- "Powered by Opera: Opera Integrated with Adobe Creative Suite 2" (Press release). Opera Software. 4 April 2005. Retrieved 11 June 2014.
- Goldman, Daniel (3 May 2007). "Dreamweaver uses Opera's Small-Screen Rendering technology to preview webpages for mobile phones". Opera Watch. Archived from the original on 11 November 2007. Retrieved 11 June 2014.
- "Design Web Pages for the Desktop and Mobile Devices" (Press release). Virtual Mechanics Inc. 17 November 2008. Archived from the original on 9 January 2009. Retrieved 11 June 2014.
- "Archived copy". Archived from the original on 26 May 2014. Retrieved 8 July 2014.CS1 maint: Archived copy as title (link)
- Stieben, Danny (24 May 2012). "5 Ideological Reasons Why You Should Try Opera". makeuseof.com. Retrieved 12 June 2014.
- Mason, Wesley (16 March 2000). "Software Review: Opera browser for Windows v3.62". Geek.com. Retrieved 6 September 2010.
- Berger, Sandy (3 November 2004). "Opera Web Browser". CompuKiss. Archived from the original on 12 November 2004. Retrieved 6 September 2010.
- Altman, Tim (31 August 2007). "Focus Areas during Kestrel Development". Opera Desktop Team. Opera Software. Archived from the original on 4 September 2007. Retrieved 6 September 2010.
- Dotzler, Asa (4 September 2007). "Firefox and more". Archived from the original on 20 October 2007. Retrieved 6 September 2010.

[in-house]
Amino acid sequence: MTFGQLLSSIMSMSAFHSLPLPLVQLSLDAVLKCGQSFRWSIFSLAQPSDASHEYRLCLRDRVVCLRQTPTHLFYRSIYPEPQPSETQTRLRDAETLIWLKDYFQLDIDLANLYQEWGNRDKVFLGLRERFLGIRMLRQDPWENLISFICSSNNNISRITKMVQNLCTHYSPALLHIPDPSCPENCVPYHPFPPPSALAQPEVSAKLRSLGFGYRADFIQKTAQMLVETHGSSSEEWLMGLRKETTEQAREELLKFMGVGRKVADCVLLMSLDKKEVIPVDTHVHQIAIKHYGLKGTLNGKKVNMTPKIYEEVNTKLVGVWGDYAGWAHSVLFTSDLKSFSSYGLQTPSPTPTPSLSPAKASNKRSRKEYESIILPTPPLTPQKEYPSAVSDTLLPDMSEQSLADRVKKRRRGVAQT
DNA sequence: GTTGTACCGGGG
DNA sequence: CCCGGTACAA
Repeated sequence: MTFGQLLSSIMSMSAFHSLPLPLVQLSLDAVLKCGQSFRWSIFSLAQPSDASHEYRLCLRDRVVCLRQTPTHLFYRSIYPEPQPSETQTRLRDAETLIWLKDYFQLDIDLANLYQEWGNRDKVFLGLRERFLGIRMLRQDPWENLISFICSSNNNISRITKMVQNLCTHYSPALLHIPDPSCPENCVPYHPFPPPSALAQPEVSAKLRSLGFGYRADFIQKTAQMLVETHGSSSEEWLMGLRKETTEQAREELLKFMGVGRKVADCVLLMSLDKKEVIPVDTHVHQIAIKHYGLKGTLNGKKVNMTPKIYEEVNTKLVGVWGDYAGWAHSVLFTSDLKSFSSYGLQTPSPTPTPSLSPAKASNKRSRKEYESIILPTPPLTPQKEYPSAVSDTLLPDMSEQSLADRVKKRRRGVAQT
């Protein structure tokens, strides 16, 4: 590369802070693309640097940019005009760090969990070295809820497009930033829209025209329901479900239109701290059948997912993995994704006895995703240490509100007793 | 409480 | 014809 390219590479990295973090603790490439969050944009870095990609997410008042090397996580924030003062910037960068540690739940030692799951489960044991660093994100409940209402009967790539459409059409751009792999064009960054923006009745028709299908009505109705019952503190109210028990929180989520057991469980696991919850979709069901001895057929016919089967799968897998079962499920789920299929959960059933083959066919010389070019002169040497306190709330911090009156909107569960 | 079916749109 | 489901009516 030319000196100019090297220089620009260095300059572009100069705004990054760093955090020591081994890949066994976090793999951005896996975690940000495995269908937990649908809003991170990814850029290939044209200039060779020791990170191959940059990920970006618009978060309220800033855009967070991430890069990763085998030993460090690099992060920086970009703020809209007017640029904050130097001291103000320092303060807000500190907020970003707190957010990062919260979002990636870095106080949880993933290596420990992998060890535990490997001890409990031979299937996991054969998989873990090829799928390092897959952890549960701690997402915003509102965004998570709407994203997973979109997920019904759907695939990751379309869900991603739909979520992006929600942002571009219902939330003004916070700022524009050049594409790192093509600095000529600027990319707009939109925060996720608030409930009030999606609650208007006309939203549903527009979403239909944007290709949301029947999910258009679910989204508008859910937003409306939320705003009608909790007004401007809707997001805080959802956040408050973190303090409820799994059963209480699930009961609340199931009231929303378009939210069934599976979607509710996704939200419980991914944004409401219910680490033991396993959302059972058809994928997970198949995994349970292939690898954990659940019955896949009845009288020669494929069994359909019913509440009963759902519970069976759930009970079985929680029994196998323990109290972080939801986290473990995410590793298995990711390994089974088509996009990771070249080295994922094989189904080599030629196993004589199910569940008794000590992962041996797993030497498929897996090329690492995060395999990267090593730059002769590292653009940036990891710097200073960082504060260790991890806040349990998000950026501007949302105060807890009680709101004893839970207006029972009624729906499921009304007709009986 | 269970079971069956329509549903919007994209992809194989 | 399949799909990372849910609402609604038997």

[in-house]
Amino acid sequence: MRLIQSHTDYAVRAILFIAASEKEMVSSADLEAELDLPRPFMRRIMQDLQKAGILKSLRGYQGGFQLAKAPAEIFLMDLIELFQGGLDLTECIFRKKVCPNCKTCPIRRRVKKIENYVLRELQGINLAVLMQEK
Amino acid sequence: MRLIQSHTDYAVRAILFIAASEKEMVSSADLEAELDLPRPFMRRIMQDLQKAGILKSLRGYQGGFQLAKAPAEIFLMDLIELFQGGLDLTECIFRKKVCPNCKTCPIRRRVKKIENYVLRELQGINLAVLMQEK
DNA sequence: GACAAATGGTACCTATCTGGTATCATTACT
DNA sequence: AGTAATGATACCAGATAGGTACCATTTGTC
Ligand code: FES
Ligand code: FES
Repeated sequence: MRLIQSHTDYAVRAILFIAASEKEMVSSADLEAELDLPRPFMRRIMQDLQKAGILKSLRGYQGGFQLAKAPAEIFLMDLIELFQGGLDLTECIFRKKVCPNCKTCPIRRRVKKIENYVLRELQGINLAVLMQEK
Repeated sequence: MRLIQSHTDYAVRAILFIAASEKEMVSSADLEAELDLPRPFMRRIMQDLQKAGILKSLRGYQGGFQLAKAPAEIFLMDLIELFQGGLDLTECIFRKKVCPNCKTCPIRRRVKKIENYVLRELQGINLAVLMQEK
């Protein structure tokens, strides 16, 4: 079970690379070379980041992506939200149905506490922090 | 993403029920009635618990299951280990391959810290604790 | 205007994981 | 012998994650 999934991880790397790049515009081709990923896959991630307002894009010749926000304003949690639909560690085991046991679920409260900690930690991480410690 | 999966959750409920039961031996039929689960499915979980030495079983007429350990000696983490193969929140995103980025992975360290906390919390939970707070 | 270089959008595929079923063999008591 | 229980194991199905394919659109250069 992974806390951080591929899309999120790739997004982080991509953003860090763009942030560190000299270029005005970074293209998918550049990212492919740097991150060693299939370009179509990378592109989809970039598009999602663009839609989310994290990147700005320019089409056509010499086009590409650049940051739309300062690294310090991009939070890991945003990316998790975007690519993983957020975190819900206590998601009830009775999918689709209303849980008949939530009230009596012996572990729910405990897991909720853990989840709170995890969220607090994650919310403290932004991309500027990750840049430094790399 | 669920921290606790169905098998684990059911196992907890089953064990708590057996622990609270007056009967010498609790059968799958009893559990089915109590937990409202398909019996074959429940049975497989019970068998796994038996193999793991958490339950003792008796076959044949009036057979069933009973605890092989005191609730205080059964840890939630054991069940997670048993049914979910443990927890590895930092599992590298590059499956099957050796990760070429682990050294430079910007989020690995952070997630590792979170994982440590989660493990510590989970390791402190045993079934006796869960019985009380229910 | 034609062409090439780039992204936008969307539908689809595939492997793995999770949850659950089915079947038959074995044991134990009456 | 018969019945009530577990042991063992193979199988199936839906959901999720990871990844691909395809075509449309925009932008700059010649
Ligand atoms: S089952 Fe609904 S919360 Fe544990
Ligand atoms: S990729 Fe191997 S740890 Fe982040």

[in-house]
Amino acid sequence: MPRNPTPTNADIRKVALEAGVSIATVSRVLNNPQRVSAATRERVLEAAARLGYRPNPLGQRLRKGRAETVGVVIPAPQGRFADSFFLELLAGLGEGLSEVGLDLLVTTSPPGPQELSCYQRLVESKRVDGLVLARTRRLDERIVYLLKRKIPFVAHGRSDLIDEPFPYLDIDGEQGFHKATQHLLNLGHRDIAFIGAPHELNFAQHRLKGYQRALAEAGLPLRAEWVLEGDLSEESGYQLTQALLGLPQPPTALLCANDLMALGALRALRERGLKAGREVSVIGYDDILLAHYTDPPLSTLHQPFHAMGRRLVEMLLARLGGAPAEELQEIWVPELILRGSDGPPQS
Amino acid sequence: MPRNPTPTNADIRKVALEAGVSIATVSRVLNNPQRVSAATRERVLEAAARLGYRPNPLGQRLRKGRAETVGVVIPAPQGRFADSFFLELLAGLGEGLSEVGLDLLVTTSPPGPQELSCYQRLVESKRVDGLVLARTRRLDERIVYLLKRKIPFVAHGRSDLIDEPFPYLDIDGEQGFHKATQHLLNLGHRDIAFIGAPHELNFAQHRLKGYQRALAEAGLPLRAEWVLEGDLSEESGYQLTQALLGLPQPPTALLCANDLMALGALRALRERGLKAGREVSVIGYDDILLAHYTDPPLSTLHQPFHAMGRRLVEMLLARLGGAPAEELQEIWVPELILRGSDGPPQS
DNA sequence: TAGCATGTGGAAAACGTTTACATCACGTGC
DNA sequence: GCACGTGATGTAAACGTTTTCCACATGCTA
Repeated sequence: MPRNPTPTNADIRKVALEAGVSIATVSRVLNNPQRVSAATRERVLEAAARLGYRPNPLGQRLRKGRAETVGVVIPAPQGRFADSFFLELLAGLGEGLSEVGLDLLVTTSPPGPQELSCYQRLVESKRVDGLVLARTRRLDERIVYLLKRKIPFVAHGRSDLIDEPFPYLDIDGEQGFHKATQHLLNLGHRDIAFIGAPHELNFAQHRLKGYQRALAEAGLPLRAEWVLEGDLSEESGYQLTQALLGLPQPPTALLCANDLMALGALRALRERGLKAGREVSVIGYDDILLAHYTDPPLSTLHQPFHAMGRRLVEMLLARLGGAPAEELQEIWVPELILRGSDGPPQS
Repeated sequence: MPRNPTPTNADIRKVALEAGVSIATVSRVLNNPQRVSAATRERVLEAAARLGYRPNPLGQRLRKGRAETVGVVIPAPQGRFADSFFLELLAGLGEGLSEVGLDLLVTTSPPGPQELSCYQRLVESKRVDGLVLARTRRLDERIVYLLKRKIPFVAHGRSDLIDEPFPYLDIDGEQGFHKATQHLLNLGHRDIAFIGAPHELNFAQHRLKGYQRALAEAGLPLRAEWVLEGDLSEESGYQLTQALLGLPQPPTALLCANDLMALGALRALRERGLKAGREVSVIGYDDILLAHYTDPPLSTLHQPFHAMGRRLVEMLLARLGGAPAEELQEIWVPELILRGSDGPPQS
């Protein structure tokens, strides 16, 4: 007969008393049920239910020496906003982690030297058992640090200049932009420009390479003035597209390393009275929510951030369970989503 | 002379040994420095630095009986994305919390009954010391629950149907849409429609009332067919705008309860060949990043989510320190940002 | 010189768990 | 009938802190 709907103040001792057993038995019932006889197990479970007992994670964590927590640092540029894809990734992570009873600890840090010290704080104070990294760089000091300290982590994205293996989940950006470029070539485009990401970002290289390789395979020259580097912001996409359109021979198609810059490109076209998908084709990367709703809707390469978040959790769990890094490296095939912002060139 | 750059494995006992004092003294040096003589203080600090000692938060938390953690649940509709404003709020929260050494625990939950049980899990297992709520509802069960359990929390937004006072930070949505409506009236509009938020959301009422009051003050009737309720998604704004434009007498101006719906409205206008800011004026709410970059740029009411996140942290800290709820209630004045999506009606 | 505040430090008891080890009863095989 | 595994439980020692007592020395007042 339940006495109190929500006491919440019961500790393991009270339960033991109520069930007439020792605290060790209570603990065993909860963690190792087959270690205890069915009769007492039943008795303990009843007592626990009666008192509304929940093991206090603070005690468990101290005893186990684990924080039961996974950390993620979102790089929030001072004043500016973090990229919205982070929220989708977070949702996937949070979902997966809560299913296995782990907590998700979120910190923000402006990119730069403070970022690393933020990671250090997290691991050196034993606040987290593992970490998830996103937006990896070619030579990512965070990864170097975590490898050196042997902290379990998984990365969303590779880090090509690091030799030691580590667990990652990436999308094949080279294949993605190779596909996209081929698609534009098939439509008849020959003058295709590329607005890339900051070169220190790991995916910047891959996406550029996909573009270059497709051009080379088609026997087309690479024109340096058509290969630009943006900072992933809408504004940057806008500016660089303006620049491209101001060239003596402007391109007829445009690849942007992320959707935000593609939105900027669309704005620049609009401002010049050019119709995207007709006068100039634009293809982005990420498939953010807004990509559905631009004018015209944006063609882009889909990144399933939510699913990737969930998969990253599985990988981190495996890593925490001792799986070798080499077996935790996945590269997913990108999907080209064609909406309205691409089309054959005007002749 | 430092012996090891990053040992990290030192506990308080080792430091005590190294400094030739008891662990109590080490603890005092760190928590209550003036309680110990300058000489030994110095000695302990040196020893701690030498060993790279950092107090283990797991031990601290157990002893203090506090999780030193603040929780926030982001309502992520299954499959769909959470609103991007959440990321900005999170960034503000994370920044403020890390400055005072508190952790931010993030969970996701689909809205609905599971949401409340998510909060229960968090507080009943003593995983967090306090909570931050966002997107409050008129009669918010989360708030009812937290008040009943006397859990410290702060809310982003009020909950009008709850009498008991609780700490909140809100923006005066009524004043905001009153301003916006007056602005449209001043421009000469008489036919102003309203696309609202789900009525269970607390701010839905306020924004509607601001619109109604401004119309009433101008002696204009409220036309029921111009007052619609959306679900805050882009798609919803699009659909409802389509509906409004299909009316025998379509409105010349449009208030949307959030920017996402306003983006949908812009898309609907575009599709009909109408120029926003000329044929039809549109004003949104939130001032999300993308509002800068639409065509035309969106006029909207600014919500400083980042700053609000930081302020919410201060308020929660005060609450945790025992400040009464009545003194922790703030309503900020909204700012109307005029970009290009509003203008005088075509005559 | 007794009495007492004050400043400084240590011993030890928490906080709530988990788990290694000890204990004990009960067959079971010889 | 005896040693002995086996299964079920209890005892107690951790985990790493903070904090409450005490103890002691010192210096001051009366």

- "Changelog for Opera 8.01 for Windows". Opera Software. Retrieved 11 June 2014.
- Harac, Ian (9 December 2013). "Opera 18 review: This browser's seen radical changes… perhaps too radical". PC World. IDG. Retrieved 12 June 2014.
- Samson, Ted. "Blink-based Opera 15 strikes a sour note with users". InfoWorld. IDG. Retrieved 29 July 2013.
- Mathews, Lee (2 July 2013). "Opera 15 launches, turns out to be a crippled Google Chrome". geek.com. Ziff Davis. Retrieved 12 June 2014.
- Keizer, Gregg. "Opera 15 launches with WebKit backbone". Computer World. Retrieved 29 July 2013.
- Le Bihan, Alan (26 May 2014). "A browser that's free, comprehensive and innovative". Softonic.com. Retrieved 12 June 2014.
- Piccolomini, Pier Francesco (5 September 2013). "5 Alternatives to Internet Explorer". Softonic.com. Retrieved 12 June 2014.
- Hughes, Matthew (6 August 2013). "Opera 15 Is A Faster, Simpler Chrome, And Here Are 3 Great Reasons To Try It". Makeuseof.com. Retrieved 12 June 2014.
- "Awards". Opera Software. Archived from the original on 22 January 2011. Retrieved 11 June 2014.
- "Web Browsers Poll Results". About.com. 2012. Retrieved 11 June 2014.
- Orgera, Scott (2010). "The 2010 Reader's Choice Awards Winners: Web Browsers". About.com. Retrieved 11 June 2014.
- "Webware 100 2009". Webware.com. 2009. Archived from the original on 18 July 2009. Retrieved 11 June 2014.
- "Welcome to Webware 100 Awards 2008". 2008. Archived from the original on 12 May 2008. Retrieved 11 June 2014.
|Wikimedia Commons has media related to:|